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India Orders Multiagency Investigation of Panama Papers Allegations

  • Anjana Pasricha

FILE - Indian Prime Minister Narendra Modi addresses a youth rally. Modi has ordered a multi-agency investigation into the Panama Papers expose.

FILE - Indian Prime Minister Narendra Modi addresses a youth rally. Modi has ordered a multi-agency investigation into the Panama Papers expose.

Indian Prime Minister Narendra Modi has ordered a multiagency investigation into the Panama Papers exposé, which includes the names of more than 500 Indians ranging from Bollywood stars to big industrialists and a real estate tycoon.

Calling such reports “a healthy step,” Finance Minister Arun Jaitley Tuesday promised quick action. “Whichever accounts are found to be unlawful, strict action as per existing law is going to be taken against them," he said.

One of Modi’s major election promises had been to crack down on tax evaders and bring back billions of dollars of illegal money stashed in tax havens.

The Indian Express newspaper was among the media organizations involved in the eight-month investigation based on a leak of over 11 million documents of the Panama-based law firm Mossack Fonseca.

Connections

The rich and famous Indians who had connections to offshore financial firms in Panama include Bollywood superstar Amitabh Bachchan, actress and model Aishwarya Rai Bachchan, the promoter of India’s biggest realty firm, K.P. Singh, and Vinod Adani who is the elder brother of industrialist Gautam Adani.

Some of those named by the Indian Express said Monday their offshore accounts were legitimate.

The newspaper also found a trail of "payoffs" by an Italian firm via offshore companies for defense supplies sold to India.

Calling this “the tip of the iceberg,” Indian financial experts said it is widely accepted that tax evasion in India is huge and much of the so-called “black money” gets parked in havens overseas.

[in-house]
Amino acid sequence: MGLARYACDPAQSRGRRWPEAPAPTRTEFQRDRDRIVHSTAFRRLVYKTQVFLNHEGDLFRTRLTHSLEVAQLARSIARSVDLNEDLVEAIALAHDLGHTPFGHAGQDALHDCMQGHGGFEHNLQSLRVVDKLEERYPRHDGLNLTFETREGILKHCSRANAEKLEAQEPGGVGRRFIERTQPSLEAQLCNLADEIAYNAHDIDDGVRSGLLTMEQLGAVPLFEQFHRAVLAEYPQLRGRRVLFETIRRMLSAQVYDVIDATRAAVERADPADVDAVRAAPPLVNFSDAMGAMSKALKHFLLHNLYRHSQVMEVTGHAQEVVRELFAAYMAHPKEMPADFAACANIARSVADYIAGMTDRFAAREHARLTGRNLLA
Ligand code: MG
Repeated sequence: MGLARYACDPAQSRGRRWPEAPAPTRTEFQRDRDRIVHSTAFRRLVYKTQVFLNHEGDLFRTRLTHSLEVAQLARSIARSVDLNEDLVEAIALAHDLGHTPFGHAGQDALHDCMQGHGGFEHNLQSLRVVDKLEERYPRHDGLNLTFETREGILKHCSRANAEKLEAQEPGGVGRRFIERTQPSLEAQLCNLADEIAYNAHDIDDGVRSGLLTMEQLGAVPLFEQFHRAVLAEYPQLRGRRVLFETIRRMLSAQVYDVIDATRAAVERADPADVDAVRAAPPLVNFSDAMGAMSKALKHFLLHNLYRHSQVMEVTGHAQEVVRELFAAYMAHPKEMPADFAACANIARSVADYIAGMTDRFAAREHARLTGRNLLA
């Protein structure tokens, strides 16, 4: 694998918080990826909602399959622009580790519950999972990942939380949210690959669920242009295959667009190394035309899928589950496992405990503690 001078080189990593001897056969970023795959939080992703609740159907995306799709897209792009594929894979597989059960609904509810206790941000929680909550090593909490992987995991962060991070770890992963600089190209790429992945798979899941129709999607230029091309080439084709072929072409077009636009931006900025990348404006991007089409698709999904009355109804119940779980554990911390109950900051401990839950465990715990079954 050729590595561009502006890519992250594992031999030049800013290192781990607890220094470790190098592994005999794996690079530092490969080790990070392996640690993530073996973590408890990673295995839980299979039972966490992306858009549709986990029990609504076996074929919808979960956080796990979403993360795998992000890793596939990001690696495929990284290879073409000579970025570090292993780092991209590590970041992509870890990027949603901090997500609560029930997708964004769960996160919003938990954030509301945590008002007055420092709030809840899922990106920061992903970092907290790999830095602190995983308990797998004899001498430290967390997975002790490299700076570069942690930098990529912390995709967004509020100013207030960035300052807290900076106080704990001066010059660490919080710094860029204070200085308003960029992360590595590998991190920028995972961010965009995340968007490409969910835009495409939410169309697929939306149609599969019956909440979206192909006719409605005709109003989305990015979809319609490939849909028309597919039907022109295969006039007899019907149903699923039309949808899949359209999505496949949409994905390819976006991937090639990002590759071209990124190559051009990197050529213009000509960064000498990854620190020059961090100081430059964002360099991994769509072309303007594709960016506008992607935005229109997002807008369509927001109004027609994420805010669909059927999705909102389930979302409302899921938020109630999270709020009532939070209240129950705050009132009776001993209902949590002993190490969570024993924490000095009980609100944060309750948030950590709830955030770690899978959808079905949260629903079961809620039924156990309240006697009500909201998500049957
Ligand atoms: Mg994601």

FILE - Indian Finance Minister Arun Jaitley arrives at parliament house to present federal budget 2016-17, in New Delhi, India, Feb. 29, 2016

FILE - Indian Finance Minister Arun Jaitley arrives at parliament house to present federal budget 2016-17, in New Delhi, India, Feb. 29, 2016

A report by Washington-based think-tank Global Financial Integrity has estimated that India suffered $344 billion in illicit fund outflows between 2002 and 2011.

Arun Kumar, a former professor of economics with Jawaharlal Nehru University and author of The Black Economy in India, said the total amount India has lost since independence could be much bigger.

“Our own recent estimate suggests that India has lost about $2 trillion worth of capital from 1948 to 2012. This includes the interest that may have been earned on the money that has been taken out. So we are talking about large sums of money which have been lost to a country which is very poor and where capital is short,” Kumar said.

Slow to crack down

Pointing out that the government has made slow progress on its promise to crack down on “black money,” experts say the pressing need is for the government to detect those who generate black money in India, because it is difficult to track it once it has been spirited overseas.

Although India has many laws against tax evasion, enforcement is very weak.

“In India it has become very easy to generate black income, because the system is very leaky, governance is very poor, and almost all the regulatory authorities that exist in India and they are a very large number, they are apparently all corrupted, the political class is corrupted,” Kumar said.

Following his election promise to crack down on tax evasion, Modi has enacted a "black money" law that imposes tough penalties and a jail term for tax evaders who fail to declare their overseas incomes.

Modi last year also joined an agreement by leaders from the Group of 20 countries to automatically exchange tax information on a reciprocal basis by the end of 2018.

The Indian government has also signed a tax information sharing agreement with the United States to combat offshore tax dodging.

“The world is going to now become increasingly more transparent. Countries are cooperating with each other,” said Finance Minister Jaitley, who defends the government’s commitment to track undisclosed wealth both in India and overseas.

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